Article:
Thanksgiving is coming up soon, and with that, I got to thinking about the many similarities between this traditional festive feast and how I approach reading books.
Skeptical? Read on, my friend. Read on.
One: You feel a deep gratitude for the people you spend time with.
Whether they’re your real family gathered for the celebration…or fictional friends who feel just about as real. Who here counts books among their blessings? (Hopefully all of you. If not, you’re not reading the right books.)
Two: There’s always something to pass around.
In my family, the rule of Thanksgiving dinner is “Don’t ask, just pass,” which I feel applies pretty well to the way I foist my favorite books on—I mean, generously share them with—my unsuspecting friends.
Three: Everybody has different (often very strong) opinions on what’s good or bad.
There’s no argument like an argument over whether to serve mashed potatoes and gravy or sweet potatoes with those little marshmallows…unless you watch a die-hard romance lover argue with a literary fiction fan. As with food, to each their own! (Except I think we can all objectively agree that ham is tastier than turkey.)
Four: You’ll be on the edge of your seat, wanting to find out what will happen next.
Books often have cliffhangers and plot twists, much like the moment when your Uncle Larry brings up politics while passing the cornbread stuffing. The drama! The stakes in a book are probably higher, but they’re also slightly less impactful to your real life.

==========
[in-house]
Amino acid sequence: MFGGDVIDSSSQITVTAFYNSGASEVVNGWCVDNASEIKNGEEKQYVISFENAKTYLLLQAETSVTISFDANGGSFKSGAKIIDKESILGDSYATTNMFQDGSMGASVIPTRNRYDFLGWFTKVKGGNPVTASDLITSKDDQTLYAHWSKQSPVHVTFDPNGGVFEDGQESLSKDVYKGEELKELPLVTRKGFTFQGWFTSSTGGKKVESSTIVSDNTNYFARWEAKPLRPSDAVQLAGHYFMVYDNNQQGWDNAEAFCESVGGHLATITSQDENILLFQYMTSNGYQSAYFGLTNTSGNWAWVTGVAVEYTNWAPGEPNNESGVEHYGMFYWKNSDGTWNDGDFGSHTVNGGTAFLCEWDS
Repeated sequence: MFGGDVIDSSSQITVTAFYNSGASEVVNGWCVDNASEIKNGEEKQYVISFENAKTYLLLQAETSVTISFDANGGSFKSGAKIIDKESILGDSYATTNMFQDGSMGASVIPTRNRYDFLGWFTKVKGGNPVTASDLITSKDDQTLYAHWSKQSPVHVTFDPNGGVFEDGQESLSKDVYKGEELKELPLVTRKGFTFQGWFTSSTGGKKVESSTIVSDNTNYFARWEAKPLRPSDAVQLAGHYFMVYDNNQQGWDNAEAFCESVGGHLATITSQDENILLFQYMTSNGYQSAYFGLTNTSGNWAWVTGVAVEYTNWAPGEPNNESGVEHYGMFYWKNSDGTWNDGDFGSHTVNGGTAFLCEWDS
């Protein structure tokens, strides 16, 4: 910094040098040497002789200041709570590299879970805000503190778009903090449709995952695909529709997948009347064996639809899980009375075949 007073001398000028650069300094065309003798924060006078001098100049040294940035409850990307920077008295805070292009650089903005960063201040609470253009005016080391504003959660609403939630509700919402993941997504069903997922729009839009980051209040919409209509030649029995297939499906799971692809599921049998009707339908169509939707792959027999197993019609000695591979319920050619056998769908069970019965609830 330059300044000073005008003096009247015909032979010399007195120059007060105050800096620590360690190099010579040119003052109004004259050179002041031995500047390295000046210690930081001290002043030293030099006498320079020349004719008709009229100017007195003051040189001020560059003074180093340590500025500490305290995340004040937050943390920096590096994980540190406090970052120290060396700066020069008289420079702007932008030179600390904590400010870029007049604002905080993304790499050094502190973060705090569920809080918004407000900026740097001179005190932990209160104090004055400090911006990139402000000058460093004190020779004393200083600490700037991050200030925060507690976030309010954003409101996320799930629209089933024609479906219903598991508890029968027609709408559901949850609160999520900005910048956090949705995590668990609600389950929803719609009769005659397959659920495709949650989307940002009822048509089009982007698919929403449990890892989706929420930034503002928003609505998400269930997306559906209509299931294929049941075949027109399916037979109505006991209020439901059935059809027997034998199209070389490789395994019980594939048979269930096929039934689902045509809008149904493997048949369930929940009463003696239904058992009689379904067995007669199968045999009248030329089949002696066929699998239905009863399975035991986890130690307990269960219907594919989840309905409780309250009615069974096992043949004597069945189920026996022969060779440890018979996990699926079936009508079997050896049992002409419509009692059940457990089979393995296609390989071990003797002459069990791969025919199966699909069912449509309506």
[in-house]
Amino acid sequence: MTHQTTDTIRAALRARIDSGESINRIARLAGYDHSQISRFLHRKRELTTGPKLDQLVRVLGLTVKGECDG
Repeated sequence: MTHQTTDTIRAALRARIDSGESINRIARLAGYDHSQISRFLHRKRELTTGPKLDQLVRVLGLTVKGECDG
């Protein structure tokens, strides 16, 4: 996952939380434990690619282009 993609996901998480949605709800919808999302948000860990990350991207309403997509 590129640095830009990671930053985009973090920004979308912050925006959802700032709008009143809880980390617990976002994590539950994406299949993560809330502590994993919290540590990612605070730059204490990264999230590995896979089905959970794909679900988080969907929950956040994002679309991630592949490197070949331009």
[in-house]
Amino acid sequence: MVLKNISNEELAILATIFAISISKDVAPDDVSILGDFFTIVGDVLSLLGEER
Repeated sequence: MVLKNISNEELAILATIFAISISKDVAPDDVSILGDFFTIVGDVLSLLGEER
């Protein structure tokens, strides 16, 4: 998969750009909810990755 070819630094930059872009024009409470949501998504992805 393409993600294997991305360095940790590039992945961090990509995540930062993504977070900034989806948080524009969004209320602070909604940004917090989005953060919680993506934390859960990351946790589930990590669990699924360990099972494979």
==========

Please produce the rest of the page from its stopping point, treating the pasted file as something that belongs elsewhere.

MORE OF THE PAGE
Five: The best part is usually at the end.
Don’t tell me you don’t eye the dessert tray (or table) before budgeting room in your stomach for the rest of the meal. it’s a smart practice. Similarly, the best books are great all the way through…but the real payoff is in those last several chapters.
Six: You finish feeling surprisingly full.
…and maybe a little lethargic. It’s a lot of content to take in, especially if you consume it all (book or Thanksgiving meal) in one sitting. But it’s a great feeling nonetheless. And you can always enjoy leftovers the next day—or re-read the book again.
What books are you thankful for this November, readers?